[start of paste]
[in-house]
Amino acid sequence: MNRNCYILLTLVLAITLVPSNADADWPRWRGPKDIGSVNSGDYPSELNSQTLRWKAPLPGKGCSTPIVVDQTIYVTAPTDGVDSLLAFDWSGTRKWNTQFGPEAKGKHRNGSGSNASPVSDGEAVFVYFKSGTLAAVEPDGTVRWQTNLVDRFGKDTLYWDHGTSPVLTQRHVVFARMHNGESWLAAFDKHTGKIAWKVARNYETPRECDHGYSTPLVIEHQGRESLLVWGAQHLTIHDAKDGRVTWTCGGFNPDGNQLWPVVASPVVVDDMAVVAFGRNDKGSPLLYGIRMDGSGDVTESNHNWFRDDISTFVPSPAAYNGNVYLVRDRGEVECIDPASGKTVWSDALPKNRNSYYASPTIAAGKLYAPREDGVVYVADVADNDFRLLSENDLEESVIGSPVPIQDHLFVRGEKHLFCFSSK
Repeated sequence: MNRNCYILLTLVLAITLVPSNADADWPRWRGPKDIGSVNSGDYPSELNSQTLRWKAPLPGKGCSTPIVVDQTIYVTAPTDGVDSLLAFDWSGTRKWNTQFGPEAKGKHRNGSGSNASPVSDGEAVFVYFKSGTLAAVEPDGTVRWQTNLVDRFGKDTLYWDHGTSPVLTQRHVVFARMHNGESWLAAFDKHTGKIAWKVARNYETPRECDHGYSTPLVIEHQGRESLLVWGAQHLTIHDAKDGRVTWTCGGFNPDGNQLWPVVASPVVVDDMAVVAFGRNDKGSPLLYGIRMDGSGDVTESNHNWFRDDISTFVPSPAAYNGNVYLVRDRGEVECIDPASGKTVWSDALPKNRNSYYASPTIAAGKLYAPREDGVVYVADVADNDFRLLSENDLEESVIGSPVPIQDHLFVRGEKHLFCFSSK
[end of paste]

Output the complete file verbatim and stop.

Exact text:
[in-house]
Amino acid sequence: MNRNCYILLTLVLAITLVPSNADADWPRWRGPKDIGSVNSGDYPSELNSQTLRWKAPLPGKGCSTPIVVDQTIYVTAPTDGVDSLLAFDWSGTRKWNTQFGPEAKGKHRNGSGSNASPVSDGEAVFVYFKSGTLAAVEPDGTVRWQTNLVDRFGKDTLYWDHGTSPVLTQRHVVFARMHNGESWLAAFDKHTGKIAWKVARNYETPRECDHGYSTPLVIEHQGRESLLVWGAQHLTIHDAKDGRVTWTCGGFNPDGNQLWPVVASPVVVDDMAVVAFGRNDKGSPLLYGIRMDGSGDVTESNHNWFRDDISTFVPSPAAYNGNVYLVRDRGEVECIDPASGKTVWSDALPKNRNSYYASPTIAAGKLYAPREDGVVYVADVADNDFRLLSENDLEESVIGSPVPIQDHLFVRGEKHLFCFSSK
Repeated sequence: MNRNCYILLTLVLAITLVPSNADADWPRWRGPKDIGSVNSGDYPSELNSQTLRWKAPLPGKGCSTPIVVDQTIYVTAPTDGVDSLLAFDWSGTRKWNTQFGPEAKGKHRNGSGSNASPVSDGEAVFVYFKSGTLAAVEPDGTVRWQTNLVDRFGKDTLYWDHGTSPVLTQRHVVFARMHNGESWLAAFDKHTGKIAWKVARNYETPRECDHGYSTPLVIEHQGRESLLVWGAQHLTIHDAKDGRVTWTCGGFNPDGNQLWPVVASPVVVDDMAVVAFGRNDKGSPLLYGIRMDGSGDVTESNHNWFRDDISTFVPSPAAYNGNVYLVRDRGEVECIDPASGKTVWSDALPKNRNSYYASPTIAAGKLYAPREDGVVYVADVADNDFRLLSENDLEESVIGSPVPIQDHLFVRGEKHLFCFSSK